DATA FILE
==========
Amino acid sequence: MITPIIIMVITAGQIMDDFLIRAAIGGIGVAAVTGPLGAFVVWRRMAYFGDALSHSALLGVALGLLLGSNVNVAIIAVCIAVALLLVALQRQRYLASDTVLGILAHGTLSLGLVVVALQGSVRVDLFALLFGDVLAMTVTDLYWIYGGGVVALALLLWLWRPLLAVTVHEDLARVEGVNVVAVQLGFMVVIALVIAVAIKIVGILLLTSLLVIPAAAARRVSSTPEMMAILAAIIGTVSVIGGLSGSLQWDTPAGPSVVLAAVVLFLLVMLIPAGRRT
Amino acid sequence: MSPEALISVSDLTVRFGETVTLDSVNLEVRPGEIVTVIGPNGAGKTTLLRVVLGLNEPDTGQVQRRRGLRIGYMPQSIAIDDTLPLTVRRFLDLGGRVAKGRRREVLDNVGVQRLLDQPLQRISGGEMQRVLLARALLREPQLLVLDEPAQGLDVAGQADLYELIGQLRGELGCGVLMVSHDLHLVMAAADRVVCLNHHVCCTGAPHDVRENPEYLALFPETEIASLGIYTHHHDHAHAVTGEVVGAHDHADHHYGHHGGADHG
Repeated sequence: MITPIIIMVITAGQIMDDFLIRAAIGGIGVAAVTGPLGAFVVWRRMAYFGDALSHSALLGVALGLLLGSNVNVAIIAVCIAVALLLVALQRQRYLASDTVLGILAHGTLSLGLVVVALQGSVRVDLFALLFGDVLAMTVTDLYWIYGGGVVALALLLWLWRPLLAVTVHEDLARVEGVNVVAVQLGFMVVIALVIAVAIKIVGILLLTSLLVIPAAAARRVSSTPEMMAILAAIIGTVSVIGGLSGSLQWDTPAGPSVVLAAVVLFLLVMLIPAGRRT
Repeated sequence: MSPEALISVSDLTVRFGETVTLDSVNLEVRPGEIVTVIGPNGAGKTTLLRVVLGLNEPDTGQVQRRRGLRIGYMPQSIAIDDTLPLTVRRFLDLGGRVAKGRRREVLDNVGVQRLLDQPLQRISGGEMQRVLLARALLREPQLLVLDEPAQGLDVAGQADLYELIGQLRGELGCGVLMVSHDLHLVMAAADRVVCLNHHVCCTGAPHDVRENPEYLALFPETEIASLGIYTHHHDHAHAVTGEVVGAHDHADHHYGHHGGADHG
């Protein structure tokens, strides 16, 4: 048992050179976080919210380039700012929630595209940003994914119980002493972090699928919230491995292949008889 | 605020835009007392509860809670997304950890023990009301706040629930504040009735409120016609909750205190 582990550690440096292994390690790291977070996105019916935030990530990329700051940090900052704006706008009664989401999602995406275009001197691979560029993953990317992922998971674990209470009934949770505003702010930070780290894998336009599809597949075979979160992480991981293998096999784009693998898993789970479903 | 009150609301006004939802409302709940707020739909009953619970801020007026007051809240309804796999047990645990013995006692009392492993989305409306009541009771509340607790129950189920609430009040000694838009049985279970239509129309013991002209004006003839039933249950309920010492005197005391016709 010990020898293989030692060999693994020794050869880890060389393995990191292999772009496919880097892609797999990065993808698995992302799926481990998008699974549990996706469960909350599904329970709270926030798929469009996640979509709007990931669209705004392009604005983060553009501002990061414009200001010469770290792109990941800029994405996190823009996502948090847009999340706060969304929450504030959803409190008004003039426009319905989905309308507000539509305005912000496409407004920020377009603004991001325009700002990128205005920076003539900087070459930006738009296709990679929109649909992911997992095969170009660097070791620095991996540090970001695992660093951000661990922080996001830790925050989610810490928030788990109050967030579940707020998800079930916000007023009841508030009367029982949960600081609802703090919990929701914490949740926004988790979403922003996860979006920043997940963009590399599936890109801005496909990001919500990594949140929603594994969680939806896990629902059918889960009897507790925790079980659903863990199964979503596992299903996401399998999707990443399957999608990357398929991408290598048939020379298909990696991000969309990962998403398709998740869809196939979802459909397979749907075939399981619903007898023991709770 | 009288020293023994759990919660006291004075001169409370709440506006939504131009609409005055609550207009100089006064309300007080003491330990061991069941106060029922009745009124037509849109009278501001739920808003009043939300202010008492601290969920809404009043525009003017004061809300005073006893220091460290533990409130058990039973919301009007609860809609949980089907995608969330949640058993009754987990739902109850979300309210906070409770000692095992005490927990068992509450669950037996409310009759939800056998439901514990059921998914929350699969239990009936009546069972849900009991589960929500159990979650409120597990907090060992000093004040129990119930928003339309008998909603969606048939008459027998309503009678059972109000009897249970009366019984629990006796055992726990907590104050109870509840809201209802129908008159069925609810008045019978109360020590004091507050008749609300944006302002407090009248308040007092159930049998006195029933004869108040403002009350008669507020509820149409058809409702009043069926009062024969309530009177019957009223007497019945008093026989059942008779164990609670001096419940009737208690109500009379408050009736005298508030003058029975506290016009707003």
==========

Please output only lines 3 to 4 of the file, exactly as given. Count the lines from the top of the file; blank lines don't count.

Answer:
Repeated sequence: MITPIIIMVITAGQIMDDFLIRAAIGGIGVAAVTGPLGAFVVWRRMAYFGDALSHSALLGVALGLLLGSNVNVAIIAVCIAVALLLVALQRQRYLASDTVLGILAHGTLSLGLVVVALQGSVRVDLFALLFGDVLAMTVTDLYWIYGGGVVALALLLWLWRPLLAVTVHEDLARVEGVNVVAVQLGFMVVIALVIAVAIKIVGILLLTSLLVIPAAAARRVSSTPEMMAILAAIIGTVSVIGGLSGSLQWDTPAGPSVVLAAVVLFLLVMLIPAGRRT
Repeated sequence: MSPEALISVSDLTVRFGETVTLDSVNLEVRPGEIVTVIGPNGAGKTTLLRVVLGLNEPDTGQVQRRRGLRIGYMPQSIAIDDTLPLTVRRFLDLGGRVAKGRRREVLDNVGVQRLLDQPLQRISGGEMQRVLLARALLREPQLLVLDEPAQGLDVAGQADLYELIGQLRGELGCGVLMVSHDLHLVMAAADRVVCLNHHVCCTGAPHDVRENPEYLALFPETEIASLGIYTHHHDHAHAVTGEVVGAHDHADHHYGHHGGADHG